How Adaptation In The Classroom Improves Teachers’ Well-Being
The prevalence of poor well-being and high attrition among teachers are reported every few months. According to a report, approximately 15% of Indian teachers are choosing to leave the profession each year which is a matter of concern in the education industry.
Alongside these issues are ongoing difficulties related to the retention of quality teachers in particular location and various subject areas. In a recent study, teacher’s adaptability factor was examined which might help to solve the issues.
What is adaptability?
All humans undergo experiences of change, uncertainty, and novelty which is very common. Adjusting the thoughts, actions, and emotions in order to successfully respond to such situations is known as adaptability. It includes adjusting the way of thinking about the situation, considering different options, and minimizing emotions.
Why is adaptability important for teachers?
At work, teachers regularly encounter a diverse range of learners to whom they must respond appropriately. They have to undergo unexpected situations in the classroom in which they have to navigate.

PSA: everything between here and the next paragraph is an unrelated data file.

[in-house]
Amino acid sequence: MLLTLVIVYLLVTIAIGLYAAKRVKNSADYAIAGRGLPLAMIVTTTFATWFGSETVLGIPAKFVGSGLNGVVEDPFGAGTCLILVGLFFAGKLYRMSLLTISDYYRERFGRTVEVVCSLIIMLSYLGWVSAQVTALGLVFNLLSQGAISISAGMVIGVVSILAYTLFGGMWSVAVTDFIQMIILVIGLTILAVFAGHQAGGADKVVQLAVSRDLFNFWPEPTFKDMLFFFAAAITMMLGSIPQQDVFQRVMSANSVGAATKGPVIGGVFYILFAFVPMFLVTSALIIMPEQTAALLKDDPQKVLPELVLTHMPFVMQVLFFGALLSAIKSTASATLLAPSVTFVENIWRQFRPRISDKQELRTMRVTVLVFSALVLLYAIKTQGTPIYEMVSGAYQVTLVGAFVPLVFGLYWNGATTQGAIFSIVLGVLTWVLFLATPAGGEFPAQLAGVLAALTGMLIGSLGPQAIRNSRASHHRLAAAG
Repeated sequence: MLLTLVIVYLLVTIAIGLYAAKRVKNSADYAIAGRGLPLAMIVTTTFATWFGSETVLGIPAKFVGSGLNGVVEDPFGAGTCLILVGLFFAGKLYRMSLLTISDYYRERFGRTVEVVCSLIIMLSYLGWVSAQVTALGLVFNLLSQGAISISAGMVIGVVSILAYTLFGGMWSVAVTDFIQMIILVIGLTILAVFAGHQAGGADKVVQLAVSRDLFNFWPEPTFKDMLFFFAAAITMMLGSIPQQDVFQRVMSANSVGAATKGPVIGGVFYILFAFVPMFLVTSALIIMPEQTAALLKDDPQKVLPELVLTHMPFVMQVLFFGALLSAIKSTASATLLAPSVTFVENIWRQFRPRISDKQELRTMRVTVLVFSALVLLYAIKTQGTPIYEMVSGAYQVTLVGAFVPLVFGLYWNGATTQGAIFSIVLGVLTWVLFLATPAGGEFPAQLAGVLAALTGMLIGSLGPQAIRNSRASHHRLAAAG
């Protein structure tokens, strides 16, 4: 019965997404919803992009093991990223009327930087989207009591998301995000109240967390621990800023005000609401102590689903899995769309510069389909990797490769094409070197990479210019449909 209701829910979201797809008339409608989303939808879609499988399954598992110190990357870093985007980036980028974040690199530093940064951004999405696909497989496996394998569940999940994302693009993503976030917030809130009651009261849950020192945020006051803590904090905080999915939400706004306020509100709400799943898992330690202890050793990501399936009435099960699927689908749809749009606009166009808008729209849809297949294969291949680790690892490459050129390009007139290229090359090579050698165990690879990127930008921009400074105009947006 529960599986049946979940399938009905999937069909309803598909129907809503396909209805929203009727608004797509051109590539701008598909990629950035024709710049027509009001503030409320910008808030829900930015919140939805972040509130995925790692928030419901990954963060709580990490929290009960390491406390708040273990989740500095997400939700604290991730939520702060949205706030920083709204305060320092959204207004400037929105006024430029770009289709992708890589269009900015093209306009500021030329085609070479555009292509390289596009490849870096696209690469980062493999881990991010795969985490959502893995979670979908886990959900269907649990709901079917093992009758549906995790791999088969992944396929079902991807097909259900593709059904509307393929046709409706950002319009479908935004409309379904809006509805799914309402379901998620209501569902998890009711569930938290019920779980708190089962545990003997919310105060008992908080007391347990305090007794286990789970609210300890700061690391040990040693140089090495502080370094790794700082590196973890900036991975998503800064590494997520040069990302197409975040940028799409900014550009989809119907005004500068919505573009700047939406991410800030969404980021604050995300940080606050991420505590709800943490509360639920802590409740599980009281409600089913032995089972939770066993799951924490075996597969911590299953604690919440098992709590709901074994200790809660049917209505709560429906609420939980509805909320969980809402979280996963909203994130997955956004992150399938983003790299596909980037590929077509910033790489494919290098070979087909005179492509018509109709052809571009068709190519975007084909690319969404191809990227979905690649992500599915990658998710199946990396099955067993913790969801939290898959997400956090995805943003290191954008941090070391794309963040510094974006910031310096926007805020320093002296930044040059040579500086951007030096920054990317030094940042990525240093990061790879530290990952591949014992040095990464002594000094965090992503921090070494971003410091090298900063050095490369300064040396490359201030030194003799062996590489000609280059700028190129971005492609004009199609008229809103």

Adaptability is necessary as teachers interact with new colleagues, students, and parents on a regular basis. All of these situations require teachers to adapt in order to successfully navigating them. The process might involve adjusting lessons, better engagement of students, minimizing frustration when a lecture is not going accordingly. Findings indicate that adaptable teachers tend to report greater well-being.
How to support adaptability in teachers?
The constant changing demands of teaching have certainly highlighted adaptability as essential for teachers. Adaptability also contributes to avoiding feelings of disengagement and in turn, avoiding lower job commitment. In the rapidly changing education industry, adaptability can be considered as one key factor supporting teachers well-being, promoting their retention.
Actions by principals such as inviting teachers’ input in decisions, providing them with choices in curriculum and policy development certainly aids in the process. Listening to teachers’ perspectives and expressing confidence in their abilities certainly gives birth to the sense of empowerment and belonging in the workplace. These approaches can help them to be more adaptable at work.
Change, uncertainty, variability, transition, and novelty are a reality of life. The extent to which young people effectively respond to this reality will have a significant bearing on their life course – beyond the influence of other important factors such as resilience and personality.
Encouragingly, research and practice show that young people can successfully adjust their behavior, thoughts, and emotion – with some at-risk or underachieving youth perhaps requiring more intensive and sustained support to do this. Young people can be taught how to be more adaptable, and then, in turn, better embrace the opportunities of their ever-changing world.